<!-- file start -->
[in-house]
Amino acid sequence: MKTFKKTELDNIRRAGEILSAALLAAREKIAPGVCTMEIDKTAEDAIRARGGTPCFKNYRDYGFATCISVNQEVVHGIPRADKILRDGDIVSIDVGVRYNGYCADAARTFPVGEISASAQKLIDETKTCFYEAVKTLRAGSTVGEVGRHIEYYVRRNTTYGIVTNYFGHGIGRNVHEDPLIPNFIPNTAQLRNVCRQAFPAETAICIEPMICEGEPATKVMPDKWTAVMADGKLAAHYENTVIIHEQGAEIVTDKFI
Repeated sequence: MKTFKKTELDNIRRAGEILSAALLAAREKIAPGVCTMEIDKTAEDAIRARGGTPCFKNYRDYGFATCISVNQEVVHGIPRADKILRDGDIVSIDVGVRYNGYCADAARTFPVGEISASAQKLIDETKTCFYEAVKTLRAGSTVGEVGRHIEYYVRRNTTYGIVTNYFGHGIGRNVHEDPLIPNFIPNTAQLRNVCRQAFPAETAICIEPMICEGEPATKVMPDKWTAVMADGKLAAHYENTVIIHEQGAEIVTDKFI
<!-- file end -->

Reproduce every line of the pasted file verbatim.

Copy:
[in-house]
Amino acid sequence: MKTFKKTELDNIRRAGEILSAALLAAREKIAPGVCTMEIDKTAEDAIRARGGTPCFKNYRDYGFATCISVNQEVVHGIPRADKILRDGDIVSIDVGVRYNGYCADAARTFPVGEISASAQKLIDETKTCFYEAVKTLRAGSTVGEVGRHIEYYVRRNTTYGIVTNYFGHGIGRNVHEDPLIPNFIPNTAQLRNVCRQAFPAETAICIEPMICEGEPATKVMPDKWTAVMADGKLAAHYENTVIIHEQGAEIVTDKFI
Repeated sequence: MKTFKKTELDNIRRAGEILSAALLAAREKIAPGVCTMEIDKTAEDAIRARGGTPCFKNYRDYGFATCISVNQEVVHGIPRADKILRDGDIVSIDVGVRYNGYCADAARTFPVGEISASAQKLIDETKTCFYEAVKTLRAGSTVGEVGRHIEYYVRRNTTYGIVTNYFGHGIGRNVHEDPLIPNFIPNTAQLRNVCRQAFPAETAICIEPMICEGEPATKVMPDKWTAVMADGKLAAHYENTVIIHEQGAEIVTDKFI